Three-years-ago, Monica, Charlene Maycott’s daughter nearly died from a heroin overdose.
“I busted down her door, I got her on the floor, started CPR and used the Narcan,” Maycott said. “After a stroke and a heart attack and multiple organ failure, she’s well, today.”
For the past three years Maycott has fought for and participated in programs to get drugs off the streets, and get help for those addicted to opioids.
“We go to schools and everywhere we can go, to try and teach people,” she said.
Maycott says she welcomes the Drug Enforcement Administration of New Jersey’s announcement of their 360 Strategy program to combat heroin, and prescription opioid abuse.
“I think that’s actually the best way to go,” she said.
The 360 Strategy is a three-pronged approach to fighting opioid abuse by having law enforcement, hospitals, and the community leaders work together by exchanging information, keeping open lines of communication and sharing resources.
“We want to reach out to our educators, to our clergy, to all interested partners, and bring them on board, if everyone shares responsibility in this and the more people we can bring to the table, the better, said DEA Special Agent Valerie Nickerson.
DEA officials say, last year there were enough opioid overdose deaths to fill nearly every seat at Lincoln Financial field. They say one of their goals with this new initiative is to make sure they use all of their possible resources to significantly cut that number.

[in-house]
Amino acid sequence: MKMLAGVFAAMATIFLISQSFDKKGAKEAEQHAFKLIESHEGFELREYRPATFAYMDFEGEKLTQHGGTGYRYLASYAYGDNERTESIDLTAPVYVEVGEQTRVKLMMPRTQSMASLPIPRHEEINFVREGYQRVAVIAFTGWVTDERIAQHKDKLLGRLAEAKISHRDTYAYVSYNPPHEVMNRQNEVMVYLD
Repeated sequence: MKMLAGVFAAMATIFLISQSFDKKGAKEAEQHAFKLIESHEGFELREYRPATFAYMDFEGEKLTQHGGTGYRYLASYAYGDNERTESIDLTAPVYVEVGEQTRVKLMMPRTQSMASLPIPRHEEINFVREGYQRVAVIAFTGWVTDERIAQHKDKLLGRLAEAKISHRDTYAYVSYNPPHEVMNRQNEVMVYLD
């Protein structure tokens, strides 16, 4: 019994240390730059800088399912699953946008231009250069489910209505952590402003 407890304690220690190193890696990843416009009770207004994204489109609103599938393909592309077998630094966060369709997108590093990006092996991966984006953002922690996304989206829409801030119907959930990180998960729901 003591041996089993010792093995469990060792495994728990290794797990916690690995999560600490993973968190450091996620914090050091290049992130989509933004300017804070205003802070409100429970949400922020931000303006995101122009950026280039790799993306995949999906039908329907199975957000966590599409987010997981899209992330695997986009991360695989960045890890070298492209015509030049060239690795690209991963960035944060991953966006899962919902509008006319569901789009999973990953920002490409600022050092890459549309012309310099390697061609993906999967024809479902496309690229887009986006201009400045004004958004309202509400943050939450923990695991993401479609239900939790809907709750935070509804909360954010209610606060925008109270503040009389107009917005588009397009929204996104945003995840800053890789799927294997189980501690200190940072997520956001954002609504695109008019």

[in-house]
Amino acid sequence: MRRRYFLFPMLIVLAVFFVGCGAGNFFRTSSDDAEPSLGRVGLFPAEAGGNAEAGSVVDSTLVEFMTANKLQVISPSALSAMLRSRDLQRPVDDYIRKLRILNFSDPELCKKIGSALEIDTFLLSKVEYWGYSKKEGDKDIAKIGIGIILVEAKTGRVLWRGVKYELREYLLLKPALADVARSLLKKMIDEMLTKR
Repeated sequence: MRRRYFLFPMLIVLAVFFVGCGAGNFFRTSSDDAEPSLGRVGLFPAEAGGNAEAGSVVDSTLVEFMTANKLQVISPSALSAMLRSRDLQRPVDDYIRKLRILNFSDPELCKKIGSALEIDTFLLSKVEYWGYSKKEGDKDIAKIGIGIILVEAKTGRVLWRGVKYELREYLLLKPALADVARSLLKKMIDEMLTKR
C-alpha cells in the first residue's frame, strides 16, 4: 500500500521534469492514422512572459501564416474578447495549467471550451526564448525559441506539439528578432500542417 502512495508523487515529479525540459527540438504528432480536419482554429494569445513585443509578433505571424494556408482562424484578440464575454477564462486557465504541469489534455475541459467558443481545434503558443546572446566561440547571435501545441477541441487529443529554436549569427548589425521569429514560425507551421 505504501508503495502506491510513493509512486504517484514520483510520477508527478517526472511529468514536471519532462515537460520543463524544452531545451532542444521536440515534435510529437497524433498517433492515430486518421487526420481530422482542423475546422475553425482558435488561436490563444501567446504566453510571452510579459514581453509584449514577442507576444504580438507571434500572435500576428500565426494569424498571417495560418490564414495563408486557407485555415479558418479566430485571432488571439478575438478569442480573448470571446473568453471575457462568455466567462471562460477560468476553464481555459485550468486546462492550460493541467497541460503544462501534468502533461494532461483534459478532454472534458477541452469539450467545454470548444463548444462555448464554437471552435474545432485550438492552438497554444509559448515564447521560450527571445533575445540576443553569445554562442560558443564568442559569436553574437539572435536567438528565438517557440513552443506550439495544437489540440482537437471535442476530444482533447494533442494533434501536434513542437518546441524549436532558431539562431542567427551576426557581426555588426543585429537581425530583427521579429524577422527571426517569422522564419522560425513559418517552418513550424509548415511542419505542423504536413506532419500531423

“Anytime we can get the community and more people involved to fight this epidemic, we’re saving lives,” Nickerson said.
Dr. Jim Baird, the assistant medical director of Jefferson Health-Washington Township’s emergency department, says this partnership is imperative to properly fight the opioid epidemic in South Jersey.
“We have to have this collaboration, so we can continue to do our job and treat people, and they can get the drugs off the street,” he said. “We can work together to get these people who are suffering from addiction the help that they need.”
Maycott says this new program is not just a step, but a leap in the right direction.
“Once everyone works together, and theirs a collaboration, where going to get someone,” she added.
As part of the 360 Strategy the DEA is will be hosting a youth summit for New Jersey students as a way to educate them on drug misuse and abuse.